Chitosanase is able to specifically cleave β-1,4-glycosidic bond linkages in chitosan to produce a chito-oligomer product, which has found a variety of applications in many areas, including functional food and cancer therapy. Although several structures for chitosanase have been determined, the substrate-binding mechanism for this enzyme has not been fully elucidated because of the lack of a high-resolution structure of the chitosanase–substrate complex. In the present study we show the crystal structure of a novel chitosanase OU01 from Microbacterium sp. in complex with its substrate hexa-glucosamine (GlcN)6, which belongs to the GH46 (glycoside hydrolyase 46) family in the Carbohydrate Active Enzymes database ( This structure allows precise determination of the substrate-binding mechanism for the first time. The chitosanase–(GlcN)6 complex structure demonstrates that, from the −2 to +1 position of the (GlcN)6 substrate, the pyranose rings form extensive interactions with the chitosanase-binding cleft. Several residues (Ser27, Tyr37, Arg45, Thr58, Asp60, His203 and Asp235) in the binding cleft are found to form important interactions required to bind the substrate. Site-directed mutagenesis of these residues showed that mutations of Y37F and H203A abolish catalytic activity. In contrast, the mutations T58A and D235A only lead to a moderate loss of catalytic activity, whereas the S27A mutation retains ~80% of the enzymatic activity. In combination with previous mutagenesis studies, these results suggest that the −2, −1 and +1 subsites play a dominant role in substrate binding and catalysis. DSF (differential scanning fluorimetry) assays confirmed that these mutations had no significant effect on protein stability. Taken together, we present the first mechanistic interpretation for the substrate (GlcN)6 binding to chitosanase, which is critical for the design of novel chitosanase used for biomass conversion.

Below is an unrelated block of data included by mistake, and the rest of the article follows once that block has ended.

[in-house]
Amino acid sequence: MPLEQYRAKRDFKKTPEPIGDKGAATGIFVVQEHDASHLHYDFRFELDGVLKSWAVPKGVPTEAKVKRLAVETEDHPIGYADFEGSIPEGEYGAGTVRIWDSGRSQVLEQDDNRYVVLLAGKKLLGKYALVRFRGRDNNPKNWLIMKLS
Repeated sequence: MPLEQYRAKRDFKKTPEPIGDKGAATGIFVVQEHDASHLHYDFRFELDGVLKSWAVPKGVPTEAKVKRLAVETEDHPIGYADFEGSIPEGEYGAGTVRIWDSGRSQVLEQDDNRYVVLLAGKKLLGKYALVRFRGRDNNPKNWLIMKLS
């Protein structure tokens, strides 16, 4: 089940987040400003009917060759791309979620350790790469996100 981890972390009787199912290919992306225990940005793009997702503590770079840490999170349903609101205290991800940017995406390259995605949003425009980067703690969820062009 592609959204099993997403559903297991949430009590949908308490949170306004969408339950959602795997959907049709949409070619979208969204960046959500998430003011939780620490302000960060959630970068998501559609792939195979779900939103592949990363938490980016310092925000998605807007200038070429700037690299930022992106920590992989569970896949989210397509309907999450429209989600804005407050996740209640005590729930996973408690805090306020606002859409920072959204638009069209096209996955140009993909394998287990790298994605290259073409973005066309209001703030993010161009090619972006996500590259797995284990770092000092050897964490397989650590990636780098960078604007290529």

You do not currently have access to this content.